From 1970 to 1981, the number of divorces in the United States more than doubled, and the number of children living with one parent increased by fifty-four percent, to a total of 12.6 million children, or one child in five. The great majority of these children have a living noncustodial parent from whom they are entitled to receive support payrents. Thus, approximately twenty percent of the nation's children are involved- at least potentially-in the child support system. Yet, despite its growing reach, the child support system remains in many ways primitive and inchoate. Award amounts are inadequate to pay for even half the cost of childrearing. Wide disparities exist in the standards utilized to set the amounts, leading to a general public perception that the system is irrational. Procedures for the enforcement of support orders range from adequate to nonexistent.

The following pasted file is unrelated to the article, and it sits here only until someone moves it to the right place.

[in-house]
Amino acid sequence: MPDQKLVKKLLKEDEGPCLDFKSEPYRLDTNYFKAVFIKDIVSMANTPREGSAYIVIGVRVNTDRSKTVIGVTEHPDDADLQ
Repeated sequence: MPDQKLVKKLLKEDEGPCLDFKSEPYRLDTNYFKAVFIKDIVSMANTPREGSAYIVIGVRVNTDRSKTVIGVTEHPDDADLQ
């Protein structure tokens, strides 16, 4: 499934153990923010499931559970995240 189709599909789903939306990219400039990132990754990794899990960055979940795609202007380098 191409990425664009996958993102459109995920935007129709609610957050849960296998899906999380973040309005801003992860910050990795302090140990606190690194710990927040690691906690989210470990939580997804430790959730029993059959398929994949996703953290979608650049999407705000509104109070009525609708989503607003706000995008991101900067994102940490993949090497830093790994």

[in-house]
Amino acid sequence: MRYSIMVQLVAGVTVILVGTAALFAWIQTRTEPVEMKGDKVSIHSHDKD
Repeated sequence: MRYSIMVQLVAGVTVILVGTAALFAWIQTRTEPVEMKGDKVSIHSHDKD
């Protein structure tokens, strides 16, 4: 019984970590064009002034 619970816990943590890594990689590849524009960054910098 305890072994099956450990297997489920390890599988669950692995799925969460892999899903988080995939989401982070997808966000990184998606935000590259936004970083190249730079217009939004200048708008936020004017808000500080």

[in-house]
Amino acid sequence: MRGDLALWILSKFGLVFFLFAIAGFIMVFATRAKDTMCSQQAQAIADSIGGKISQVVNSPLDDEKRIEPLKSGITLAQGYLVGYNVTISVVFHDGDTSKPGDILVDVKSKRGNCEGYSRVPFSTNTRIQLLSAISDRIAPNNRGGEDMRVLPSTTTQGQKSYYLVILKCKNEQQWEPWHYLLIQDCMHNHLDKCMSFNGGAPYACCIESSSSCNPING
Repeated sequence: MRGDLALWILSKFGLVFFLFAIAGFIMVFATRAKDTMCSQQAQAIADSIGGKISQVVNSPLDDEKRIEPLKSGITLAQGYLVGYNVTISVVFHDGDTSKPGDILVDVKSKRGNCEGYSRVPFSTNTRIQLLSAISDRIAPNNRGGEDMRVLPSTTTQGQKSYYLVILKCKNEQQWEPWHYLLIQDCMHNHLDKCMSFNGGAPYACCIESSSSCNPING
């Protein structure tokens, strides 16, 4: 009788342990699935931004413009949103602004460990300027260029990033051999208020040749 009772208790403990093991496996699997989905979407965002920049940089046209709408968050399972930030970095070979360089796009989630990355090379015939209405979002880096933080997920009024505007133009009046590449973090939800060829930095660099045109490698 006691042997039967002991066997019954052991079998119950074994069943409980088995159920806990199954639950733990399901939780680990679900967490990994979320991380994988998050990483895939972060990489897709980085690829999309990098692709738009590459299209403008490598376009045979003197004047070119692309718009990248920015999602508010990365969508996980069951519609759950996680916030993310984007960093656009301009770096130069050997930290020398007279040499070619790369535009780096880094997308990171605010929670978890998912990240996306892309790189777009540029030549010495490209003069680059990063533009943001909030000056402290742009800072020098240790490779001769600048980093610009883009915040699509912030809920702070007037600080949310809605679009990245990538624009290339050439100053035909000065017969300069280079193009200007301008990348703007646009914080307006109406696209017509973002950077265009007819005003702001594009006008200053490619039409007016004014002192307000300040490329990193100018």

6 Harv. Womens L. J. 1-27
Scholarly Commons Citation
Hunter, Nan D., "Child Support Law and Policy: the Systematic Imposition of Costs on Women" (1983). Georgetown Law Faculty Publications and Other Works. Paper 1731.